I woke up this morning, stumbled downstairs and flipped open my laptop. Who was there to greet me but an old—and estranged—friend. As often happens in these scenarios, the conversation quickly took an awkward turn.
Me: "Oh my God! It's blog! Hey there ... it's been, like, soooo long."
Blog: "Yes. Yes it has. I hear you're well. I believe you're at Harvard now?"
Me: "I am, yes ... Look, I've totally been meaning to write. In fact, you probably noticed those posts in the drafts folder? I think I could still turn a few of those ... well, one is especially ... uh"
Blog: Meaningful silence. Blog glares in reply.
Me: Awkward laughter. "Okay, look, I'm sorry. I know that doesn't count. But you don't know what it's been like! The courses here are insanely demanding. I mean, Harvard professors expect you to read, like, a book a day. Every day! Who does that? And then there've been the kids. We had to get them into new schools, and Finn's daycare is in the opposite direction as Annabel's, andnd then there's all these parties—"
Blog: Still glaring. "Parties? You couldn't post to me because of parties!?"
Me: "Well, um. Parties isn't the right word, maybe. I mean, they're at night. And there's alcohol. And food. And, well, we dance sometimes. But mainly we're discussing important things. You know, the future of journalism and whether the New York Times will start charging for content."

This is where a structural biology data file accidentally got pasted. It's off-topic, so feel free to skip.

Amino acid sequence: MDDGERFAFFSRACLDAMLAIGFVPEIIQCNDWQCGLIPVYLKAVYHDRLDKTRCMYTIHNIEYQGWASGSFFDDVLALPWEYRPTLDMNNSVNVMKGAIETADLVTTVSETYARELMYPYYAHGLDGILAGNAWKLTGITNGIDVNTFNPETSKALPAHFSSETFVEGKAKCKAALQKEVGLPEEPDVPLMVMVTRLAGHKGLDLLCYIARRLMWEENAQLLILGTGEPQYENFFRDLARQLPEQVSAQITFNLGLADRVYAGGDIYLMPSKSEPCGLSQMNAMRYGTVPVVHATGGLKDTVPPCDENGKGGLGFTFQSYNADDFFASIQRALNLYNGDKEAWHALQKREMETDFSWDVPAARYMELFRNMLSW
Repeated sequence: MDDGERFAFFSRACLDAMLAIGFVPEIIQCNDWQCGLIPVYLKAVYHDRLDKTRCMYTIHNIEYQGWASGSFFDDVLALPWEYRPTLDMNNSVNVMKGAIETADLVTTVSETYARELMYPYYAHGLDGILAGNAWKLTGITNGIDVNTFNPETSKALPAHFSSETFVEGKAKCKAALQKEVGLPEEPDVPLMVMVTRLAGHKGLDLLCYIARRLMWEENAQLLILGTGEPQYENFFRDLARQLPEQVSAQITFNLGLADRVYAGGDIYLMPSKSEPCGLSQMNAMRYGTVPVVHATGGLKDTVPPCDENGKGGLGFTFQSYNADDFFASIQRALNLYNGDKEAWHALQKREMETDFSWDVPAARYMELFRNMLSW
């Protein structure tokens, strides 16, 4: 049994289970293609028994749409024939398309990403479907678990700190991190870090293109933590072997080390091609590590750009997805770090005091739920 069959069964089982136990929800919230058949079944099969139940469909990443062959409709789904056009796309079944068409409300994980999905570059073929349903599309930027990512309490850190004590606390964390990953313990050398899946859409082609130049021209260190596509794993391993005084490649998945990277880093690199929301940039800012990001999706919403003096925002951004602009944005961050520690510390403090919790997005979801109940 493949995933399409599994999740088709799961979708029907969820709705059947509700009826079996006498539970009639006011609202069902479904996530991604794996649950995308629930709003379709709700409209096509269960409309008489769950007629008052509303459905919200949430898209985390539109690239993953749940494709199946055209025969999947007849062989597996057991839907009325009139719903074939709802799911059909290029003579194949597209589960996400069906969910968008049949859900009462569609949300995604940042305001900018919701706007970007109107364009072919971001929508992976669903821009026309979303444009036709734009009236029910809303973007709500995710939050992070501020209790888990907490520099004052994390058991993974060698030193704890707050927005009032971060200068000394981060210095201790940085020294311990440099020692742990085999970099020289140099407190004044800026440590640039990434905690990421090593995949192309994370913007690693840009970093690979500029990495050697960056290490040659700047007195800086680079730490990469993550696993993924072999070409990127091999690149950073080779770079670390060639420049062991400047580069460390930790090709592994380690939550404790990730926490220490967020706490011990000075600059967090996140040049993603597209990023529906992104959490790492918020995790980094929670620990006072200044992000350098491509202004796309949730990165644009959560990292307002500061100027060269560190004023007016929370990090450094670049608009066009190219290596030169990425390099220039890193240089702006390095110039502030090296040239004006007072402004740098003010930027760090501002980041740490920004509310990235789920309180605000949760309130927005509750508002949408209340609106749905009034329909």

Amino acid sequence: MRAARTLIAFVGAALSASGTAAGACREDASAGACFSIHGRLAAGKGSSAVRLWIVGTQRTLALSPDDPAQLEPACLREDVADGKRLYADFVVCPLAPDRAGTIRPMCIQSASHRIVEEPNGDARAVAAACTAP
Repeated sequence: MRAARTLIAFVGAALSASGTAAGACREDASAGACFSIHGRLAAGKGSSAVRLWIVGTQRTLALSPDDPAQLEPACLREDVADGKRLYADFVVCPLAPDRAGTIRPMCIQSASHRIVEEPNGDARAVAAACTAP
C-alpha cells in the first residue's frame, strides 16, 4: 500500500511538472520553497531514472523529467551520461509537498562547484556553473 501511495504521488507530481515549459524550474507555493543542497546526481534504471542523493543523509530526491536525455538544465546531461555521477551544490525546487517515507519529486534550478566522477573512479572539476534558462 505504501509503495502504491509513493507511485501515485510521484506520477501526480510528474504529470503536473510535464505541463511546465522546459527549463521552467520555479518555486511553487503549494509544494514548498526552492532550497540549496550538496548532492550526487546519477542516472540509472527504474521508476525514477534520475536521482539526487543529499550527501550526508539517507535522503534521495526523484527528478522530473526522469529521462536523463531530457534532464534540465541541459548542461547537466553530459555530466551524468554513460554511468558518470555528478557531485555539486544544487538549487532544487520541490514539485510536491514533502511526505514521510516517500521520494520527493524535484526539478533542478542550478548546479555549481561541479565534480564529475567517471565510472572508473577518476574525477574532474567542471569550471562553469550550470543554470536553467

Blog: "You had to assemble the finest minds in journalism and ply them with cheap Prosecco to figure out whether or not the Times would do what every J-School freshman already knew they were going to do?"
Me: "Look. You're angry. I'd be pissed too. And I need to be honest with you. I just needed a break, okay? We spent a lot of time together over the last several years, and we always wrote about the same stuff. I've been ... well, I've been studying intellectual history. William James. John Dewey. Charles Pierce. Pragmatism. And I've also been working on ... short stories."
Blog: Looking baffled. "Oh. Short stories. About crowdsourcing?"
Me: Sighing with exasperation. "No, blog. Not about crowdsourcing. Actually, they're just about people. People, not crowds."
Blog: "I see. You know. You could post them here. I wouldn't mind. And the only people who come by anymore are marketing dorks who punched "crowdsourcing" into Google and wind up here by mistake.
Me: "I guess that's an idea. I could just blog about what I'm doing while I'm on my Nieman? About my classes, and the smart, funny stuff people say? You wouldn't mind?"
Blog: "Mind?! I'd love it. I just, you know, don't like feeling abandoned."
Me: "Ah, Blog, I missed you too. And maybe from time to time we can post about crowdsourcing still."
Blog: Excitedly: "Short stories about crowdsourcing?"
Me: "We'll see, Blog, we'll see."